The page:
By Carmen Madrid
Their day began as mine was ending. At 4:00 a.m. Morocco time, the ladies heard the smooth voice of Dominique Serra, creator and general director of the Rallye Aïcha des Gazelles, as she wove her way between the tents in the bivouac's sleeping zone. The response from the slumbering Gazelles was cheerful and in good humor despite some teams having been up late making last-minute map preparations or reviewing navigation techniques.
The actual nine-day competition has started. No more training or preparing. No more cell phones or computers. It's time for the rubber to meet the road, or in this case, the sand. It's just the Gazelles, their vehicles, and the enchantment and challenges of the Sahara Desert.
Thursday's quest included searching for seven checkpoints along a 190-kilometer route (for us mileage-philes, that's 118 miles).
The terrain was fairly "uncomplicated" according to the organizers. Designed to build confidence, this first leg offered long open stretches that should have presented no major difficulties in terms of navigation or driving. Uh-huh. The end of the leg, however, was a bit more challenging.
By 3:30, some teams had not yet reached CP3. They decided to call it a day and return to the bivouac, believing they'll do better tomorrow.
To arrive at CP7, Thursday's final checkpoint, teams had to cross rugged ground identified by a series of rocky valleys. And looming in the background... a part of the region called Timzizouit, which means "impossible to cross." Not too worry, Timzizouit is not on the agenda--or is it? Not today, at least.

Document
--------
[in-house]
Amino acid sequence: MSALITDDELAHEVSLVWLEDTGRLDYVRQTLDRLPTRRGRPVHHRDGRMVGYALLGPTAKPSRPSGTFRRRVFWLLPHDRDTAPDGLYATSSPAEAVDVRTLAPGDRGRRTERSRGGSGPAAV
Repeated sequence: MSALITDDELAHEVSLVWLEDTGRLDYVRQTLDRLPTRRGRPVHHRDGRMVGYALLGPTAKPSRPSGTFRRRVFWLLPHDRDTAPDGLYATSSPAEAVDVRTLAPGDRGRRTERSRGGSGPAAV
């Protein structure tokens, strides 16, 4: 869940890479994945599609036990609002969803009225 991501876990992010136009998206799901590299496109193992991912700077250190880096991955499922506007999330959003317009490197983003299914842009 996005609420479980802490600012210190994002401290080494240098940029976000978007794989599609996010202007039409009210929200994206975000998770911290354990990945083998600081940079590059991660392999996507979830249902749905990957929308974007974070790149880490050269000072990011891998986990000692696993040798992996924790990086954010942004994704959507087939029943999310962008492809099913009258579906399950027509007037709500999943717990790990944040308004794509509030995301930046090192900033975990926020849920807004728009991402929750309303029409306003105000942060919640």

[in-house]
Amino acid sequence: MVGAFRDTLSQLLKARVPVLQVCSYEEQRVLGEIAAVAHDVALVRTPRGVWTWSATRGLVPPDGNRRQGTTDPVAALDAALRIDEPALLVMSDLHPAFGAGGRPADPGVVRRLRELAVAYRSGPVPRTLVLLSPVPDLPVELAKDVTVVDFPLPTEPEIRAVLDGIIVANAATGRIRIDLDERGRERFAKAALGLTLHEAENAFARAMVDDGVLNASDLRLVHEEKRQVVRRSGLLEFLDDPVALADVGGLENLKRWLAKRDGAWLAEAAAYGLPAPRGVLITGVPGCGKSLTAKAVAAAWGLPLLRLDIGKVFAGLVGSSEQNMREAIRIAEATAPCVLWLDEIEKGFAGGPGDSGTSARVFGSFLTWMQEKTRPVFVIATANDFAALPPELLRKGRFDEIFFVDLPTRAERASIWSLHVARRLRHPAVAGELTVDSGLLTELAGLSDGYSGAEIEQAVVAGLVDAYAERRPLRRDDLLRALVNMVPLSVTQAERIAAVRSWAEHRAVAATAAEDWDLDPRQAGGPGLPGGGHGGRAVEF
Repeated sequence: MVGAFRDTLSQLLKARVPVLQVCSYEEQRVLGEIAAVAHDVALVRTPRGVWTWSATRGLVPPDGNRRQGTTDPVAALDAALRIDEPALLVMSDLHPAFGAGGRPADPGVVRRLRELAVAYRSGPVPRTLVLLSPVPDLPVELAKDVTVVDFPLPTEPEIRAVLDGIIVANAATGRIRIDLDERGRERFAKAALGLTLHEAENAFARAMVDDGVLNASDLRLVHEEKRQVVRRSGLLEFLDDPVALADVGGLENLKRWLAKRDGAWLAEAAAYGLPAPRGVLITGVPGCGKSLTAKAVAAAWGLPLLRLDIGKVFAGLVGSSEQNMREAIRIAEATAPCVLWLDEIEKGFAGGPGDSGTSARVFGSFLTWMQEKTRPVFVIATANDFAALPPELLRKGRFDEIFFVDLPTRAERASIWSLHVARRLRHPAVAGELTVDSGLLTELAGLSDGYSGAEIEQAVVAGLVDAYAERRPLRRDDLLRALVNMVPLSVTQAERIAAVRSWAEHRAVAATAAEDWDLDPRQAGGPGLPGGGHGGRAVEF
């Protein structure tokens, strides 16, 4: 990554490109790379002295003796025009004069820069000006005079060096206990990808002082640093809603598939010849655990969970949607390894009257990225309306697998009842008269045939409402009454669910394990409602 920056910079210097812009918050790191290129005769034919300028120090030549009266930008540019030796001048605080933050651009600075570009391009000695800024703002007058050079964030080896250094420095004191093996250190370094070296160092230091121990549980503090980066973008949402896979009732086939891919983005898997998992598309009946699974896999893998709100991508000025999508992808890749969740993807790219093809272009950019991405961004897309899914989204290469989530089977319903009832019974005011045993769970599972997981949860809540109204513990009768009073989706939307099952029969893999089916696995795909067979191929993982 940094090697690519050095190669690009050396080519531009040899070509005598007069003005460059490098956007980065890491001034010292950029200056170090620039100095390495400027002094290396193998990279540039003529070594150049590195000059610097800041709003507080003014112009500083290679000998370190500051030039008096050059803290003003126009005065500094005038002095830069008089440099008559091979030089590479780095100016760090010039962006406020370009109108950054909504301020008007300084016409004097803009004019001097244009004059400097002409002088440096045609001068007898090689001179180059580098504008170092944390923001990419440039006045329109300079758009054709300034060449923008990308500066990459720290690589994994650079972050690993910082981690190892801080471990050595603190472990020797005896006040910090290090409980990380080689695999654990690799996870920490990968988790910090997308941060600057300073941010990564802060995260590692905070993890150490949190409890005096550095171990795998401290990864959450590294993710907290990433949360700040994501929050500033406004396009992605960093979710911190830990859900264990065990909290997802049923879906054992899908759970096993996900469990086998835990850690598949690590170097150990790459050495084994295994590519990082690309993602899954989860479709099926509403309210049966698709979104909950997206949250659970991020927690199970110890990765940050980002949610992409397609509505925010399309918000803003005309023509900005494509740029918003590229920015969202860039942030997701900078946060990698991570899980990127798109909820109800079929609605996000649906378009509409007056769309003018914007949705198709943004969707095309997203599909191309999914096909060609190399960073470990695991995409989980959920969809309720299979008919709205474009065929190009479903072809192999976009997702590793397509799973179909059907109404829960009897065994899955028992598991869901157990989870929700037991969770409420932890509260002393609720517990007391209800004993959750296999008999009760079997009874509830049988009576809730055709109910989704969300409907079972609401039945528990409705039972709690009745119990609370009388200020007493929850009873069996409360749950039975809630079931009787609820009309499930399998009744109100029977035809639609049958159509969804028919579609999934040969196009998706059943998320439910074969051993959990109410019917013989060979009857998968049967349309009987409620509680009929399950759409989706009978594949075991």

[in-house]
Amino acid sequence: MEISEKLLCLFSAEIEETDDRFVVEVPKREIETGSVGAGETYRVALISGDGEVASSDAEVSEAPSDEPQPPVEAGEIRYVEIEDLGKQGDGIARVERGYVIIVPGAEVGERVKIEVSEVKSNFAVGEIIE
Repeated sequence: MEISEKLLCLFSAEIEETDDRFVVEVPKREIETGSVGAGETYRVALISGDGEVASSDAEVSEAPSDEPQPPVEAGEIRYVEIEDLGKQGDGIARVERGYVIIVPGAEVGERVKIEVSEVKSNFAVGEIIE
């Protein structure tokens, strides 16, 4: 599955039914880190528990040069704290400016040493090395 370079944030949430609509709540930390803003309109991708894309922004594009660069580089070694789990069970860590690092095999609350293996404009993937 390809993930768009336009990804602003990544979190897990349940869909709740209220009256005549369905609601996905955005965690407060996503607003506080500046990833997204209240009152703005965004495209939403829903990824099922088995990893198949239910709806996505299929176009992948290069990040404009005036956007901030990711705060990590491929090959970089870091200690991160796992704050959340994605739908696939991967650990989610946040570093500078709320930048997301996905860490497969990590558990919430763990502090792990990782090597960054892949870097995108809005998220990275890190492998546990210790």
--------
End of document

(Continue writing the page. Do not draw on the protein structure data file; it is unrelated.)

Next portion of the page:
Calling Team 109. Where are you?
Driver Emily Miller and navigator Armelle Medard found themselves short one map as they tackled the first leg of Day One. No problem.
Some of the less-seasoned Gazelles chose to avoid trouble by following the trail back to the bivouac. It cost them a few extra kilometers, but it beat spending the night alone and isolated in the desert. It's just the first night, after all. There's still plenty of time for getting lost.
Oh, and did I mention the Gazelles were greeted this morning by the first sandstorm of the race? By noon, the wind was still pretty intense, but it did not seem to affect any team's performance--only their maps. Just when you thought it was safe to go back in the elements...Team 146 (Caroline Moulene and Aurore Caron of France) had to call for technical assistance after losing their map in a sorcière, a sudden, violent whirlwind. Assistance was dispatched with a new map, but I wonder how many penalty points that little trick of nature cost them?
Team 123 (Elisabeth Thuillier and Caroline Thuillier of France) experienced an electrical problem with their vehicle. True to the Gazelle Spirit, Team 129 (Briton Jeanette James and Anne Marie Borg of France) stopped to lend a hand, and both teams continued on.
Team Miller Medard. Everything ok?
The Hummer H3 experienced its first injury Thursday. A broken shock made for a bumpy ride. I would have headed for the nearest watering hole, but then, I'm not a champion driver or winning Gazelle. Despite these inconveniences, the U.S.-French duo are in fifth place in the rankings. That makes for a good night's sleep.
How did the American siblings, Gazelle Team 107, fare on their first leg of the first official day of competition? "We got six out of seven checkpoints--and I know we could have gotten the last one," says Tricia Reina. "One misread feature cost us 3.5 hours and that held us."
Yet the American first-timers are sitting in 27th place out of 68 in the First Participation category and 44th place in the overall standings. "Stay focused. Believe the maps," Amy Lerner says. That was their big lesson for the day.
The schedule will quickly become routine for the U.S. Gazelles and the more than 200 other daring women competing in this year's one-of-a-kind event. Awake at 4:00, briefing at 5:00 to receive your route information for the day, departure at 6:00.
But for now, they sleep. Sweet dreams, Gazelles!
Unless otherwise noted, photographs by Dan Campbell-Lloyd.